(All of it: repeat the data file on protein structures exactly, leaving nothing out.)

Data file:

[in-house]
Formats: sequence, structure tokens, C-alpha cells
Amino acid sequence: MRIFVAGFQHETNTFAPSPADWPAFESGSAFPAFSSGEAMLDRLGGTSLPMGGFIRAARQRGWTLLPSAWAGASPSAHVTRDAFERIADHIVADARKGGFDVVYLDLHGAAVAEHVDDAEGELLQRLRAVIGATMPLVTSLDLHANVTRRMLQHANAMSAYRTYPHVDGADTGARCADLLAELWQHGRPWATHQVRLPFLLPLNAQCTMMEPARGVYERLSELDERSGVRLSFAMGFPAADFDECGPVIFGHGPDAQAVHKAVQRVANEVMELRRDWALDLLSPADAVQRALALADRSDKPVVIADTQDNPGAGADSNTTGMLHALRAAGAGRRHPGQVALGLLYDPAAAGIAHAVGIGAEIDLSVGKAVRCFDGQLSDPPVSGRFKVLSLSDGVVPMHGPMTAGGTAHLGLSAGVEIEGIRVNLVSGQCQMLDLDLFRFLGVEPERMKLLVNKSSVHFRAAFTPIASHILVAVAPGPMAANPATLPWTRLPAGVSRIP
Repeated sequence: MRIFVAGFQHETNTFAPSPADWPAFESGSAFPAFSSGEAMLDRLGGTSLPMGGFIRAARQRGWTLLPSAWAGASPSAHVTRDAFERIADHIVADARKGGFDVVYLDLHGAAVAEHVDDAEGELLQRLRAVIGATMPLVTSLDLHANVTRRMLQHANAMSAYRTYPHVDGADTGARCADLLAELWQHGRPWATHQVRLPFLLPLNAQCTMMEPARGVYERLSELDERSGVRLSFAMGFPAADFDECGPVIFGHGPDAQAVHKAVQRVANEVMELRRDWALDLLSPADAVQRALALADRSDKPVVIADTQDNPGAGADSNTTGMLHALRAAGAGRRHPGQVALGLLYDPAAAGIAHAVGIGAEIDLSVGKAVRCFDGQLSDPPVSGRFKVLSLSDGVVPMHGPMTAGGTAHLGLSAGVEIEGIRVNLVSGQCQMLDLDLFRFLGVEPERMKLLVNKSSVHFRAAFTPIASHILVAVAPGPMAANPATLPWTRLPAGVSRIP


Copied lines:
[in-house]
Formats: sequence, structure tokens, C-alpha cells
Amino acid sequence: MRIFVAGFQHETNTFAPSPADWPAFESGSAFPAFSSGEAMLDRLGGTSLPMGGFIRAARQRGWTLLPSAWAGASPSAHVTRDAFERIADHIVADARKGGFDVVYLDLHGAAVAEHVDDAEGELLQRLRAVIGATMPLVTSLDLHANVTRRMLQHANAMSAYRTYPHVDGADTGARCADLLAELWQHGRPWATHQVRLPFLLPLNAQCTMMEPARGVYERLSELDERSGVRLSFAMGFPAADFDECGPVIFGHGPDAQAVHKAVQRVANEVMELRRDWALDLLSPADAVQRALALADRSDKPVVIADTQDNPGAGADSNTTGMLHALRAAGAGRRHPGQVALGLLYDPAAAGIAHAVGIGAEIDLSVGKAVRCFDGQLSDPPVSGRFKVLSLSDGVVPMHGPMTAGGTAHLGLSAGVEIEGIRVNLVSGQCQMLDLDLFRFLGVEPERMKLLVNKSSVHFRAAFTPIASHILVAVAPGPMAANPATLPWTRLPAGVSRIP
Repeated sequence: MRIFVAGFQHETNTFAPSPADWPAFESGSAFPAFSSGEAMLDRLGGTSLPMGGFIRAARQRGWTLLPSAWAGASPSAHVTRDAFERIADHIVADARKGGFDVVYLDLHGAAVAEHVDDAEGELLQRLRAVIGATMPLVTSLDLHANVTRRMLQHANAMSAYRTYPHVDGADTGARCADLLAELWQHGRPWATHQVRLPFLLPLNAQCTMMEPARGVYERLSELDERSGVRLSFAMGFPAADFDECGPVIFGHGPDAQAVHKAVQRVANEVMELRRDWALDLLSPADAVQRALALADRSDKPVVIADTQDNPGAGADSNTTGMLHALRAAGAGRRHPGQVALGLLYDPAAAGIAHAVGIGAEIDLSVGKAVRCFDGQLSDPPVSGRFKVLSLSDGVVPMHGPMTAGGTAHLGLSAGVEIEGIRVNLVSGQCQMLDLDLFRFLGVEPERMKLLVNKSSVHFRAAFTPIASHILVAVAPGPMAANPATLPWTRLPAGVSRIP